It is not important to strain oneself to exhaustion. Rather, it is a matter of maintaining a load within a certain pulse range during the time of training. This range is highly dependent on numerous factors. These include, above all, age, gender and previous illnesses, as well as the individual training goal. With a doctor or experienced fitness trainer, a sensible exercise plan can be put together individually.
A heart rate monitor is recommended to control heart rate during exercise. In this way, optimal results can be achieved and the heart is not unnecessarily stressed. For clear results, however, you need some patience. The reduction takes place in the long term, the body needs several months for the changeover.
How to additionally lower the pulse rate in the long term?
In addition to physical activity, regular, targeted exercise can also reduce the resting pulse rate Relaxation lower the pulse in the long term. It doesn’t matter whether you go to the yoga studio, meditate in other ways, or sit alone on the couch at home for a few minutes. The alternation of physical exertion and rest breaks is particularly effective in maintaining the health of the cardiovascular system.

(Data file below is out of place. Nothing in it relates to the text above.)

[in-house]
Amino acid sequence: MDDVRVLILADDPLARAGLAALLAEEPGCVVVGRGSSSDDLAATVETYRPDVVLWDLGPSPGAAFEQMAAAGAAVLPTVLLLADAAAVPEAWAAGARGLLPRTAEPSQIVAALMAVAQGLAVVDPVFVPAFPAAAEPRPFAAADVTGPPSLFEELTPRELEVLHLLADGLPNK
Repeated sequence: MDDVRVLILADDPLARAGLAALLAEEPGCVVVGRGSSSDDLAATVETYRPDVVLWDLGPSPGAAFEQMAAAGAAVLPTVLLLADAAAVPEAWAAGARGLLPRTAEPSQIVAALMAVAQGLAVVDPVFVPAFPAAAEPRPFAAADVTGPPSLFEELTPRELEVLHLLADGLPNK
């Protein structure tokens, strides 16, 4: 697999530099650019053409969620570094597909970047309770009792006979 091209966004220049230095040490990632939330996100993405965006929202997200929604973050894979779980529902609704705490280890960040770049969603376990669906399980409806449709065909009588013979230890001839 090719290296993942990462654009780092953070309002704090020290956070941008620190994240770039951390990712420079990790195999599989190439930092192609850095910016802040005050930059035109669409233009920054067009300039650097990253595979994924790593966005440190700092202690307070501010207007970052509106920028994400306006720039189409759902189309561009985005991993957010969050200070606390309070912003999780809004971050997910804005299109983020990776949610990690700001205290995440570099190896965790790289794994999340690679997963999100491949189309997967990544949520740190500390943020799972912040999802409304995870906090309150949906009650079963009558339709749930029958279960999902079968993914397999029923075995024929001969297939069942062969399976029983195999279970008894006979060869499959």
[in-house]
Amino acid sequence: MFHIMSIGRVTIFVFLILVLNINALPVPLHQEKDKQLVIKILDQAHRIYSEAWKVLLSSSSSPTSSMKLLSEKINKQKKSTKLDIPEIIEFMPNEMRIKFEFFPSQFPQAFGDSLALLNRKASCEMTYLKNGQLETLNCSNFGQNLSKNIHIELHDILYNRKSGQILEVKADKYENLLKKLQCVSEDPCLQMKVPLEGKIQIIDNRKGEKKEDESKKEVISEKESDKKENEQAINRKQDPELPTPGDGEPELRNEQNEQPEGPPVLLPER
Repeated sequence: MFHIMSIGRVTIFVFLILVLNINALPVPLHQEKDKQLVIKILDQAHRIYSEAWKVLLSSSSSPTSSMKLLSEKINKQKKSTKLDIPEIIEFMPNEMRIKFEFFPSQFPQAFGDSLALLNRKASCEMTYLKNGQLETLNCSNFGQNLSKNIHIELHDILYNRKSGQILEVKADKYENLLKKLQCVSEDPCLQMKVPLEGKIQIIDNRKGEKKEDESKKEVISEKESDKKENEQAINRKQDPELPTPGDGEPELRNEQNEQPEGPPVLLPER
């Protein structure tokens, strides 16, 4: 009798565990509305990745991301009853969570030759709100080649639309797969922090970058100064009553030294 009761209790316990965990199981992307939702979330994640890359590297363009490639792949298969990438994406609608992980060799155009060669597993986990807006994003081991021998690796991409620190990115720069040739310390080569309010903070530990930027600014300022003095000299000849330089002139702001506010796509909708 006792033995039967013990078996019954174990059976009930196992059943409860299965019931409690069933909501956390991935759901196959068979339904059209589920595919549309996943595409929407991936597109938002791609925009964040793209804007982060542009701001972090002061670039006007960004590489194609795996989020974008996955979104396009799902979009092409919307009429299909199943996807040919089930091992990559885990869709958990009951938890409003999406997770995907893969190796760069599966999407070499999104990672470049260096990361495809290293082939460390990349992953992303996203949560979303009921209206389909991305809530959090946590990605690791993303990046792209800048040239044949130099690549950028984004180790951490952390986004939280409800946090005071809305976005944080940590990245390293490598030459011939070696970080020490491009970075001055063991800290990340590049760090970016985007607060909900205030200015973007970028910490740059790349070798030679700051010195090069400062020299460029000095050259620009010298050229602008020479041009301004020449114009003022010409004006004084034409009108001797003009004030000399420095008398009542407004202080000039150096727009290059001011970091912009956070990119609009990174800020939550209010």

The change in lifestyle with regard to a healthy nutrition and possibly also a Weight reduction can also lower the resting pulse. Since this is usually achieved with the help of exercise, these two factors are closely related. Abstaining from nicotine, caffeine and alcohol also has an effect.
What drugs are available to lower the pulse?
Beta-blockers and calcium antagonists are the main drugs used to lower the heart rate. They act in different ways in the blood vessels and on the heart, promoting a reduction in pulse and blood pressure. As a rule, they are used primarily for patients with high blood pressure and an accompanying high pulse rate. For people with high blood pressure and normal pulse values, the pulse can drop sharply under these medications. Calcium antagonists are rarely prescribed to lower the pulse alone. This is achieved most effectively by beta blockers. Non-medicinal measures can often be expected to lower the pulse rate sufficiently.
Prof. Dr. med. Thomas Meinertz has been supporting ZAVA since 2020 as a member of the medical advisory board as well as in medical text reviews. The former director of the heart center at Hamburg University Hospital and long-time chairman of the board and current editor-in-chief of the German Heart Foundation now runs an internal medicine practice in Hamburg. In addition to contributing to various textbooks, he has written more than 400 articles published in prestigious journals on.